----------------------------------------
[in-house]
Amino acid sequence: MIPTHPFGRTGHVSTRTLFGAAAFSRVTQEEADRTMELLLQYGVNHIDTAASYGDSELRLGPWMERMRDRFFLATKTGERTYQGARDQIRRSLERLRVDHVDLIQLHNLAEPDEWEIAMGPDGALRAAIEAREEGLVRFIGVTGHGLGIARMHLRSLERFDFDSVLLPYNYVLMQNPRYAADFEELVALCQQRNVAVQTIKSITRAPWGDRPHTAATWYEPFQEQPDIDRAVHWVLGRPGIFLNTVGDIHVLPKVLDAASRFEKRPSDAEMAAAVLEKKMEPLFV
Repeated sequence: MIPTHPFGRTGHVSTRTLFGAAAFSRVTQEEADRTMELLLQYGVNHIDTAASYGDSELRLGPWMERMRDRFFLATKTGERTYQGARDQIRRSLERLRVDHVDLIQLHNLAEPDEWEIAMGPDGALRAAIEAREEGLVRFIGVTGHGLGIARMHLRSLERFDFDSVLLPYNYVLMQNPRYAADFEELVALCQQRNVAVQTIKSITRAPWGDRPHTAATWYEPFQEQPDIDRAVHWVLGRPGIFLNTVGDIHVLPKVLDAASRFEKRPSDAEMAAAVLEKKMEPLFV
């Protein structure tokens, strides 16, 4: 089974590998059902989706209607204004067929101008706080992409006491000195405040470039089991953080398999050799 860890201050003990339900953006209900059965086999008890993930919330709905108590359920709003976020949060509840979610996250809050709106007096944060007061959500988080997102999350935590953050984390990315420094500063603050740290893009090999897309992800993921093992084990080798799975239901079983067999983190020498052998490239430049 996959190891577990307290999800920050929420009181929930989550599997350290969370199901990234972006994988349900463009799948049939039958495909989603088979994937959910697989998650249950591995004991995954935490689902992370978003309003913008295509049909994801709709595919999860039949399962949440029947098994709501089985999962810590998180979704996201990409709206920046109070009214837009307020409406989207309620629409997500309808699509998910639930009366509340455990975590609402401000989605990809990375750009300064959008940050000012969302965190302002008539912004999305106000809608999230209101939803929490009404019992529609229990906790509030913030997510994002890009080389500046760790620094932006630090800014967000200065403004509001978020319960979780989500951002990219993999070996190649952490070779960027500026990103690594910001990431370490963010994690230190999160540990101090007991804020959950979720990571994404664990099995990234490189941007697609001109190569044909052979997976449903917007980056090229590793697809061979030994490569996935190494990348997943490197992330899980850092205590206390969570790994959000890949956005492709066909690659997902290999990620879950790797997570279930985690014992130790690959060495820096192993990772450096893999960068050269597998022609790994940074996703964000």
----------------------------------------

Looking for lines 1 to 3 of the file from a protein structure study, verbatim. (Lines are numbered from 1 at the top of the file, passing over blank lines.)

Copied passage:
[in-house]
Amino acid sequence: MIPTHPFGRTGHVSTRTLFGAAAFSRVTQEEADRTMELLLQYGVNHIDTAASYGDSELRLGPWMERMRDRFFLATKTGERTYQGARDQIRRSLERLRVDHVDLIQLHNLAEPDEWEIAMGPDGALRAAIEAREEGLVRFIGVTGHGLGIARMHLRSLERFDFDSVLLPYNYVLMQNPRYAADFEELVALCQQRNVAVQTIKSITRAPWGDRPHTAATWYEPFQEQPDIDRAVHWVLGRPGIFLNTVGDIHVLPKVLDAASRFEKRPSDAEMAAAVLEKKMEPLFV
Repeated sequence: MIPTHPFGRTGHVSTRTLFGAAAFSRVTQEEADRTMELLLQYGVNHIDTAASYGDSELRLGPWMERMRDRFFLATKTGERTYQGARDQIRRSLERLRVDHVDLIQLHNLAEPDEWEIAMGPDGALRAAIEAREEGLVRFIGVTGHGLGIARMHLRSLERFDFDSVLLPYNYVLMQNPRYAADFEELVALCQQRNVAVQTIKSITRAPWGDRPHTAATWYEPFQEQPDIDRAVHWVLGRPGIFLNTVGDIHVLPKVLDAASRFEKRPSDAEMAAAVLEKKMEPLFV